What is that to you? – A lesson from C. S. Lewis

The C. S. Lewis Quote

The Weight of GloryWalter Hooper writes this anecdote in his introduction to The Weight of Glory about an interaction he had with C. S. Lewis:

‘I told Lewis that I was tempted – very strongly tempted – to tell Our Lord that I thought it monstrously unfair that He should allow the naughty old atheist to seemingly go on forever and yet let Lewis, who was only sixty-four, come so close to the point of death. ‘Mind you,’ I said, observing Lewis’s face cloud over, ‘I haven’t actually said it in my prayers, but I’ve come pretty close.’

And what do you think our Lord would say to that?’ Lewis said with a discouraging look.


‘What is that to you!’

Anyone who had read John 21:22 – Our Lord’s rebuke to St. Peter – will recognise Lewis’ application of it in this instance.

Mr. Hooper goes on to write that Lewis would do what he could to improve a situation but trust the outcome to God. Once he had trusted it to God, Lewis would not give it another thought. In other words, Lewis had a good sense of boundaries and where his responsibility was at an end.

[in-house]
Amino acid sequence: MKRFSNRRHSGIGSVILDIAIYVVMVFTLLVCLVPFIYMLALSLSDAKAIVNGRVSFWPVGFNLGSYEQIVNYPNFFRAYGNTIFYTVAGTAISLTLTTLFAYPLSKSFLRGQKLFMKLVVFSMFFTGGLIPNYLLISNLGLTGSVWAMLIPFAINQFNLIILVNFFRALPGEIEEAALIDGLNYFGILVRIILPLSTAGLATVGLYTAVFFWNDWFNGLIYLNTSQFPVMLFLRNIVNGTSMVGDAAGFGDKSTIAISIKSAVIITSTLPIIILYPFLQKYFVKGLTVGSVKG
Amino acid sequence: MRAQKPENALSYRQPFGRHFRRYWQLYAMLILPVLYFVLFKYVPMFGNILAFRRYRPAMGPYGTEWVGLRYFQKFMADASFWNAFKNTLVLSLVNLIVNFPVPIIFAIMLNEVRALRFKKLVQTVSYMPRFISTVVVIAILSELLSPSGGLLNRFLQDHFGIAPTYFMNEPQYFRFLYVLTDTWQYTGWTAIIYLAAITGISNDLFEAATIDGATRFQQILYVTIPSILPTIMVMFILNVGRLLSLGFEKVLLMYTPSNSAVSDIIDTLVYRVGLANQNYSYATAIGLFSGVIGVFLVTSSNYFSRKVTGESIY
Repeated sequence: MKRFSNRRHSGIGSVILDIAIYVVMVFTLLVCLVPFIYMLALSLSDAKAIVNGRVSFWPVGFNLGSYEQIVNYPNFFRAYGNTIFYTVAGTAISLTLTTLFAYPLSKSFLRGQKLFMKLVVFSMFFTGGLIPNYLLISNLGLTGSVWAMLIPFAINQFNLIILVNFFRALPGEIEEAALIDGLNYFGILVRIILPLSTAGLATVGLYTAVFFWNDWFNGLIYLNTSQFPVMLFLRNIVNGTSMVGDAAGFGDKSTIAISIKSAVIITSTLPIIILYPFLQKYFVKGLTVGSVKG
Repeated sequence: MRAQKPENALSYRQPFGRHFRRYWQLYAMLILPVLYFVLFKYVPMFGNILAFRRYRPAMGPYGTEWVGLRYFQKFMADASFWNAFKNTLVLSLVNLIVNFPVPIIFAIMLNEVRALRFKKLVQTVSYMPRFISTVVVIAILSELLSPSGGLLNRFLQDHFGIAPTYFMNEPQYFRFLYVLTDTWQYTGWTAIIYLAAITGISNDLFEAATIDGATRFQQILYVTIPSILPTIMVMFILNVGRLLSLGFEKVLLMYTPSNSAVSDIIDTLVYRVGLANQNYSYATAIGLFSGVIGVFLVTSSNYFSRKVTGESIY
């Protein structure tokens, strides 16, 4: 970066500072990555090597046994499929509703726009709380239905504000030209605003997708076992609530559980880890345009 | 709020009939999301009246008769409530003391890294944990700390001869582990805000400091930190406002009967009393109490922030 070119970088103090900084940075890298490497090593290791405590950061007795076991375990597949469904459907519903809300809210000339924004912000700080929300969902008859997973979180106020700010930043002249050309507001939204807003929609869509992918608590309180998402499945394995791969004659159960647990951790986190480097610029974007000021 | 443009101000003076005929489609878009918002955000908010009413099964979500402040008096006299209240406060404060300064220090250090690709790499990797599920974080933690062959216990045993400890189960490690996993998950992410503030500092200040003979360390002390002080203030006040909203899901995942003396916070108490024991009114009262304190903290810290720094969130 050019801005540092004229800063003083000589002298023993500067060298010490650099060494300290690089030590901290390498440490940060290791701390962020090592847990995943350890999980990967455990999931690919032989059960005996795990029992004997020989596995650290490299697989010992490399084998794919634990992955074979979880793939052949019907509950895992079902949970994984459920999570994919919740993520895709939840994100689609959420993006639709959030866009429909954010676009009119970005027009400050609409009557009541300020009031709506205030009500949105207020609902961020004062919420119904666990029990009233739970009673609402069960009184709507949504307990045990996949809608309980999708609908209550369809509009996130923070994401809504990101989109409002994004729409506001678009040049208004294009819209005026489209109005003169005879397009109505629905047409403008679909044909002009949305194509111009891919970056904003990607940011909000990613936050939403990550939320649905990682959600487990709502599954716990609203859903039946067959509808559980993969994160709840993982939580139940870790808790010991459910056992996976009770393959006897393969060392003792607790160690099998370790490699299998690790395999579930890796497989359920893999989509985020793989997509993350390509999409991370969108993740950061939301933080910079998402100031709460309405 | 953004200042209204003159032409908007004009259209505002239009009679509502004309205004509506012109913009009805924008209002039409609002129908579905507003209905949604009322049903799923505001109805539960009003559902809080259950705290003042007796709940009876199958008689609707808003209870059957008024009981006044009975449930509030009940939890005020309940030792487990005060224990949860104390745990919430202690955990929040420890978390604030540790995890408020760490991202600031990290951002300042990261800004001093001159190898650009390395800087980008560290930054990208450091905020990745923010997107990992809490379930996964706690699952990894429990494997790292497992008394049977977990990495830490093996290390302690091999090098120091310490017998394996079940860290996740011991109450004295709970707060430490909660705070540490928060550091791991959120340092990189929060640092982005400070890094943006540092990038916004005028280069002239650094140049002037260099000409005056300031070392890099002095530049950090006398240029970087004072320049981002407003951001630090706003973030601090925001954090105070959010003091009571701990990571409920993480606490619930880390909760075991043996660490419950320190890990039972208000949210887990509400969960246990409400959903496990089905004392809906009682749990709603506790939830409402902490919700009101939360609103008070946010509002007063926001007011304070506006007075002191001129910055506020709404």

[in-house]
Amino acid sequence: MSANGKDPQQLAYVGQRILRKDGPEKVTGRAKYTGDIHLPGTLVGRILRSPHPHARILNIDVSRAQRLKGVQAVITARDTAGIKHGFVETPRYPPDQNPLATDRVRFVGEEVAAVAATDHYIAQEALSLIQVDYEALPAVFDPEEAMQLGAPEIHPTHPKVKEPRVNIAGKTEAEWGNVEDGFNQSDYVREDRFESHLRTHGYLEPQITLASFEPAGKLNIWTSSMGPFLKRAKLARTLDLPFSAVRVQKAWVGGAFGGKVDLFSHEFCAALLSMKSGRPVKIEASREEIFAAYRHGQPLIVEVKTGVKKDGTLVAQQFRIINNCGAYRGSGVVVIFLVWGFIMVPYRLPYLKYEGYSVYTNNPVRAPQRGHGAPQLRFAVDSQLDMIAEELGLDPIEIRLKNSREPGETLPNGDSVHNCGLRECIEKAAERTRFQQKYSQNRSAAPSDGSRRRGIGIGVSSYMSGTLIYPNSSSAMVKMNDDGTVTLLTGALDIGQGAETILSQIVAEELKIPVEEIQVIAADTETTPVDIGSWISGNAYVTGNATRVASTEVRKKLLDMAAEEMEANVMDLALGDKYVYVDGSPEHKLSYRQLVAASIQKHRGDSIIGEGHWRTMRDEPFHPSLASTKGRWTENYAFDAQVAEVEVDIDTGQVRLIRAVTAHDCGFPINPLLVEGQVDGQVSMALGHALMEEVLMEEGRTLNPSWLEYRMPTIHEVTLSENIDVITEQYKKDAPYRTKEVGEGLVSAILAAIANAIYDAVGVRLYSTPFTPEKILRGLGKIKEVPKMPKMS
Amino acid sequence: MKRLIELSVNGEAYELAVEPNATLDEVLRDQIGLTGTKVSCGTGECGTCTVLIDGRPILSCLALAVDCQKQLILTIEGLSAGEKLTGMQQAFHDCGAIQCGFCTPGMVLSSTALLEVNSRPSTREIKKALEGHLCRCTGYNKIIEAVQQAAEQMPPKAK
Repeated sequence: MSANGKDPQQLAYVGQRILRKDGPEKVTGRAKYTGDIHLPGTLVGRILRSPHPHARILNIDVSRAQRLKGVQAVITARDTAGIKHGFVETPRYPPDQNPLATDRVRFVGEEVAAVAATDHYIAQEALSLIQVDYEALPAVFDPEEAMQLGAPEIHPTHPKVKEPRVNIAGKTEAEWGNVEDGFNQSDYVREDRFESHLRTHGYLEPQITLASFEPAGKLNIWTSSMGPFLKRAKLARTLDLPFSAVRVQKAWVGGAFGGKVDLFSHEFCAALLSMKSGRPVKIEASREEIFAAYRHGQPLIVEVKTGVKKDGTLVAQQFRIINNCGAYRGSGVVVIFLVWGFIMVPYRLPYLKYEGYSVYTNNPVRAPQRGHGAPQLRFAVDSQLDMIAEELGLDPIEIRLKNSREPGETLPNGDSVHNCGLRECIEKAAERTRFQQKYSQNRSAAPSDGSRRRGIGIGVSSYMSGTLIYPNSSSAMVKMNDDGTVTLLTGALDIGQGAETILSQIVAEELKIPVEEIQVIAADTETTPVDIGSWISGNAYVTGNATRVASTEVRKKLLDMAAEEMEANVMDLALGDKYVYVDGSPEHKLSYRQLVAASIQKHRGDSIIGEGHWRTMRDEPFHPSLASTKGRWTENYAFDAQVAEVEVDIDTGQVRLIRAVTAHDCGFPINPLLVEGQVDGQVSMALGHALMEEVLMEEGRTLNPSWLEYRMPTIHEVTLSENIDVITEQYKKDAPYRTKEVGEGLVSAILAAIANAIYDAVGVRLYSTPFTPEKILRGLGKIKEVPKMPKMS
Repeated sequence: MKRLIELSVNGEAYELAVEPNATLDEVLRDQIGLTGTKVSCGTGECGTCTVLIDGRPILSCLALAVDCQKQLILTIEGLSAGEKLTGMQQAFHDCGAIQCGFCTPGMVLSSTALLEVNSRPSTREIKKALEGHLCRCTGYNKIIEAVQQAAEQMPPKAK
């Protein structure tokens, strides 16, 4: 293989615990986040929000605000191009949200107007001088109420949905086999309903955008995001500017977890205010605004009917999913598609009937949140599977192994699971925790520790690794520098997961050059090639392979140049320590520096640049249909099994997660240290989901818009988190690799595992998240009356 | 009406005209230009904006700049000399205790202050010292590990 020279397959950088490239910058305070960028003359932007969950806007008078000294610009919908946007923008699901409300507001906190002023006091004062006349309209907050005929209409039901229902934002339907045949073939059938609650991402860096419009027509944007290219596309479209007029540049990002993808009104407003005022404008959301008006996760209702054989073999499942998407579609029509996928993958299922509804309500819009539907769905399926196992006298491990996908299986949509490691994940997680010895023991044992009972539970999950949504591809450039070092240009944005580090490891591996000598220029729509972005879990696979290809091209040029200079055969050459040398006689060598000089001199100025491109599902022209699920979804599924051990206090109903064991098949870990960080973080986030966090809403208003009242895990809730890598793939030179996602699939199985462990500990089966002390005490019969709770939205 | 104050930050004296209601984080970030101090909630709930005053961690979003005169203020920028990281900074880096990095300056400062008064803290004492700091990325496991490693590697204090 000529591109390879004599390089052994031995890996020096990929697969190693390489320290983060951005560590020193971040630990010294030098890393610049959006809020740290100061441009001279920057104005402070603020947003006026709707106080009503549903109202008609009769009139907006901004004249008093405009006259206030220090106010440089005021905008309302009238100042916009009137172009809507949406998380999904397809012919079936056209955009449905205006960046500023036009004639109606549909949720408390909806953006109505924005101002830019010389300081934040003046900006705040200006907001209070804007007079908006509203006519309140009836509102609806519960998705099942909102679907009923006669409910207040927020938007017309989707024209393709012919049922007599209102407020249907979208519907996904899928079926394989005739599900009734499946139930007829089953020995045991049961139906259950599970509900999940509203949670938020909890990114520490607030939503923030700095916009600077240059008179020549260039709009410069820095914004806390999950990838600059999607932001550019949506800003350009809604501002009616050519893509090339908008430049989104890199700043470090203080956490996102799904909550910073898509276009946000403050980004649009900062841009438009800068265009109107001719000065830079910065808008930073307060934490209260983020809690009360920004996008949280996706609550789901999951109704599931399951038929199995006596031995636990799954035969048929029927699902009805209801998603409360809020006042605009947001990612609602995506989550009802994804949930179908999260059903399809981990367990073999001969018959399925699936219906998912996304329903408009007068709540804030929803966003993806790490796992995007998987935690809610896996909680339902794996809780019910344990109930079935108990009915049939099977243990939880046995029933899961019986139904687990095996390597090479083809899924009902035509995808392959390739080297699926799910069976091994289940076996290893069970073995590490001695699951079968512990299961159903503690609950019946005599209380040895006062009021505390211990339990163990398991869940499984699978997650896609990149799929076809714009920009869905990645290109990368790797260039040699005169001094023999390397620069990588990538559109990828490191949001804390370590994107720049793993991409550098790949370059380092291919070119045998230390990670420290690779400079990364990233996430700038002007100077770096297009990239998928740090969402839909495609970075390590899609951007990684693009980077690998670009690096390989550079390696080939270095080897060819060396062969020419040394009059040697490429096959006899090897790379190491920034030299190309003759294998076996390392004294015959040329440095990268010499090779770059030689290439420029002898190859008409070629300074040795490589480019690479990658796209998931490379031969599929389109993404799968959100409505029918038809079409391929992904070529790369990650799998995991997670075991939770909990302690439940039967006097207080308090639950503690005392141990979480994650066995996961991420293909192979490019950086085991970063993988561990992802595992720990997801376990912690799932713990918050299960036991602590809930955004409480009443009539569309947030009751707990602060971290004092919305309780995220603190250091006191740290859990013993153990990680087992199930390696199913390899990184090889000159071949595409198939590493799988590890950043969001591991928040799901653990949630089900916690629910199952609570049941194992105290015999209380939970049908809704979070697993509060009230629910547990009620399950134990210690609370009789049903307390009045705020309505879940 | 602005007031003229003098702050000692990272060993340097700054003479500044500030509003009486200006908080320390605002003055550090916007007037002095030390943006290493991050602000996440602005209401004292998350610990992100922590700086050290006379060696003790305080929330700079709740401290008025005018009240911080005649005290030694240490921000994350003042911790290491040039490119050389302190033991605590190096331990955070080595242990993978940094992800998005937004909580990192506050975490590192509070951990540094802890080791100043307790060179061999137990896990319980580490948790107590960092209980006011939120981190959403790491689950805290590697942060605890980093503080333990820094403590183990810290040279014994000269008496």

The Lesson

This is a lesson that I struggle to learn. Too often I stew about things over which I have no control. Sometimes it goes beyond stewing and I try to affect change in a situation where my input is not required or wanted. I should have already learned this lesson because it always goes badly when I go beyond the boundary.

At it’s core, my inability to know my boundaries stems from a lack of faith in God. I lack faith either¬†because I distrust God’s goodness or I doubt his desire to make this situation right. When I worry about thongs which are beyond my control I show the weakness of my faith.

“What is that to you?” is the correct question to ask.

If God allows a bad situation that is beyond my ability to fix, what is that to me? If someone else gets a reward or position that he did not deserve, what is that to me? If a candidate for whom I did not vote gets into office, what is that to me? If someone says something about me that is not true, what is that to me?

Paul tells us in Philippians 1:6 that God will complete what he has started. We also learn from Paul’s experience of the thorn in the flesh that God uses circumstances to teach us what we need to learn to progress in holiness.

Do I really trust God or do I merely pay him lip service? When I try to affect change outside of my God given sphere of  responsibility, then I prove that I am doing the latter.